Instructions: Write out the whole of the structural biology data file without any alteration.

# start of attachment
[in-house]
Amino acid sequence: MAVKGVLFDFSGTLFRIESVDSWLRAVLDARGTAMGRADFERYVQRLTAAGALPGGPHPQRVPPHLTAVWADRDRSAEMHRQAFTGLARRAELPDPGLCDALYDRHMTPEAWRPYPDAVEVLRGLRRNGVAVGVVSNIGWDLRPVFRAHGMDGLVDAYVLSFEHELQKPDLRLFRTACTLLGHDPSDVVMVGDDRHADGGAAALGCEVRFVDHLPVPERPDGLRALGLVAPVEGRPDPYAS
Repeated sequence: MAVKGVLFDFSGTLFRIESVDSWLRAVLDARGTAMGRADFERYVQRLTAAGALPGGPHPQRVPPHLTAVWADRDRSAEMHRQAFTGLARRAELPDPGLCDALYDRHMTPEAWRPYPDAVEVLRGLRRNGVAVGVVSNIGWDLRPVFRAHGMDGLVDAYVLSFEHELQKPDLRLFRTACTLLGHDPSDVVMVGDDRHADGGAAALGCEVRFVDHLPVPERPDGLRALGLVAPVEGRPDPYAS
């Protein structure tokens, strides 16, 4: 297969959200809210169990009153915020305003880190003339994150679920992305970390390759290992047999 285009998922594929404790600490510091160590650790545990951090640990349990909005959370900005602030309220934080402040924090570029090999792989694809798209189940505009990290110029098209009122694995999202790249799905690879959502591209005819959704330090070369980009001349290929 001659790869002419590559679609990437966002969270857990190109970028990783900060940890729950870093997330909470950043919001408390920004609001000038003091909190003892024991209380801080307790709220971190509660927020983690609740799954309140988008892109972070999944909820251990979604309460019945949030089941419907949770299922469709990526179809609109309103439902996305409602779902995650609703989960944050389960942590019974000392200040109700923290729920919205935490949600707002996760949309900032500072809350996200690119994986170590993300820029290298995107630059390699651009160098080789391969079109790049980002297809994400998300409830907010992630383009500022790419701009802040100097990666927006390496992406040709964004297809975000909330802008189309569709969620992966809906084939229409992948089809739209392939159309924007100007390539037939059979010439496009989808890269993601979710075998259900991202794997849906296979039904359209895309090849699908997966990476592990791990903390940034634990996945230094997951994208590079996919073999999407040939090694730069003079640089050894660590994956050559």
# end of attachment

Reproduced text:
[in-house]
Amino acid sequence: MAVKGVLFDFSGTLFRIESVDSWLRAVLDARGTAMGRADFERYVQRLTAAGALPGGPHPQRVPPHLTAVWADRDRSAEMHRQAFTGLARRAELPDPGLCDALYDRHMTPEAWRPYPDAVEVLRGLRRNGVAVGVVSNIGWDLRPVFRAHGMDGLVDAYVLSFEHELQKPDLRLFRTACTLLGHDPSDVVMVGDDRHADGGAAALGCEVRFVDHLPVPERPDGLRALGLVAPVEGRPDPYAS
Repeated sequence: MAVKGVLFDFSGTLFRIESVDSWLRAVLDARGTAMGRADFERYVQRLTAAGALPGGPHPQRVPPHLTAVWADRDRSAEMHRQAFTGLARRAELPDPGLCDALYDRHMTPEAWRPYPDAVEVLRGLRRNGVAVGVVSNIGWDLRPVFRAHGMDGLVDAYVLSFEHELQKPDLRLFRTACTLLGHDPSDVVMVGDDRHADGGAAALGCEVRFVDHLPVPERPDGLRALGLVAPVEGRPDPYAS
């Protein structure tokens, strides 16, 4: 297969959200809210169990009153915020305003880190003339994150679920992305970390390759290992047999 285009998922594929404790600490510091160590650790545990951090640990349990909005959370900005602030309220934080402040924090570029090999792989694809798209189940505009990290110029098209009122694995999202790249799905690879959502591209005819959704330090070369980009001349290929 001659790869002419590559679609990437966002969270857990190109970028990783900060940890729950870093997330909470950043919001408390920004609001000038003091909190003892024991209380801080307790709220971190509660927020983690609740799954309140988008892109972070999944909820251990979604309460019945949030089941419907949770299922469709990526179809609109309103439902996305409602779902995650609703989960944050389960942590019974000392200040109700923290729920919205935490949600707002996760949309900032500072809350996200690119994986170590993300820029290298995107630059390699651009160098080789391969079109790049980002297809994400998300409830907010992630383009500022790419701009802040100097990666927006390496992406040709964004297809975000909330802008189309569709969620992966809906084939229409992948089809739209392939159309924007100007390539037939059979010439496009989808890269993601979710075998259900991202794997849906296979039904359209895309090849699908997966990476592990791990903390940034634990996945230094997951994208590079996919073999999407040939090694730069003079640089050894660590994956050559």